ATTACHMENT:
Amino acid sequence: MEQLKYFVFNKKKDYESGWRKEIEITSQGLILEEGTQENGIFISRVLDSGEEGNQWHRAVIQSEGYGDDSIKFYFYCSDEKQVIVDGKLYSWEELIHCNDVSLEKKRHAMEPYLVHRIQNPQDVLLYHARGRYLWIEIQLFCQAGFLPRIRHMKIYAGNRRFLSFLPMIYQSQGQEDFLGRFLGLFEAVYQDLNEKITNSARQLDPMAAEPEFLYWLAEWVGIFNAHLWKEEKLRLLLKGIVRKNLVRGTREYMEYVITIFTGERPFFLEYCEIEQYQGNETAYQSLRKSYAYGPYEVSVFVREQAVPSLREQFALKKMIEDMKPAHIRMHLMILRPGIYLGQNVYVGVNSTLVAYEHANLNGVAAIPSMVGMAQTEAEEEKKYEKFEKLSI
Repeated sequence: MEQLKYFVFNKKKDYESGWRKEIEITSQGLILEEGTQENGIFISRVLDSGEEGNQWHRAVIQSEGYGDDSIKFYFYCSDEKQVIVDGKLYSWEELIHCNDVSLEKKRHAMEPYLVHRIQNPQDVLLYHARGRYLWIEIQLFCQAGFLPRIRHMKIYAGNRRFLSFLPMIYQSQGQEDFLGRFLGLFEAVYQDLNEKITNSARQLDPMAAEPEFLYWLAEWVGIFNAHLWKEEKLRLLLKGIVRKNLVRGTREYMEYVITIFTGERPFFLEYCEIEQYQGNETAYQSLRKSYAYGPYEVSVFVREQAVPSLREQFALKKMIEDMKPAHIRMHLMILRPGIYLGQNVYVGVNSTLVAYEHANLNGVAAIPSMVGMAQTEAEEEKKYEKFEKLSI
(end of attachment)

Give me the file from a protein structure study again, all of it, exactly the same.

Amino acid sequence: MEQLKYFVFNKKKDYESGWRKEIEITSQGLILEEGTQENGIFISRVLDSGEEGNQWHRAVIQSEGYGDDSIKFYFYCSDEKQVIVDGKLYSWEELIHCNDVSLEKKRHAMEPYLVHRIQNPQDVLLYHARGRYLWIEIQLFCQAGFLPRIRHMKIYAGNRRFLSFLPMIYQSQGQEDFLGRFLGLFEAVYQDLNEKITNSARQLDPMAAEPEFLYWLAEWVGIFNAHLWKEEKLRLLLKGIVRKNLVRGTREYMEYVITIFTGERPFFLEYCEIEQYQGNETAYQSLRKSYAYGPYEVSVFVREQAVPSLREQFALKKMIEDMKPAHIRMHLMILRPGIYLGQNVYVGVNSTLVAYEHANLNGVAAIPSMVGMAQTEAEEEKKYEKFEKLSI
Repeated sequence: MEQLKYFVFNKKKDYESGWRKEIEITSQGLILEEGTQENGIFISRVLDSGEEGNQWHRAVIQSEGYGDDSIKFYFYCSDEKQVIVDGKLYSWEELIHCNDVSLEKKRHAMEPYLVHRIQNPQDVLLYHARGRYLWIEIQLFCQAGFLPRIRHMKIYAGNRRFLSFLPMIYQSQGQEDFLGRFLGLFEAVYQDLNEKITNSARQLDPMAAEPEFLYWLAEWVGIFNAHLWKEEKLRLLLKGIVRKNLVRGTREYMEYVITIFTGERPFFLEYCEIEQYQGNETAYQSLRKSYAYGPYEVSVFVREQAVPSLREQFALKKMIEDMKPAHIRMHLMILRPGIYLGQNVYVGVNSTLVAYEHANLNGVAAIPSMVGMAQTEAEEEKKYEKFEKLSI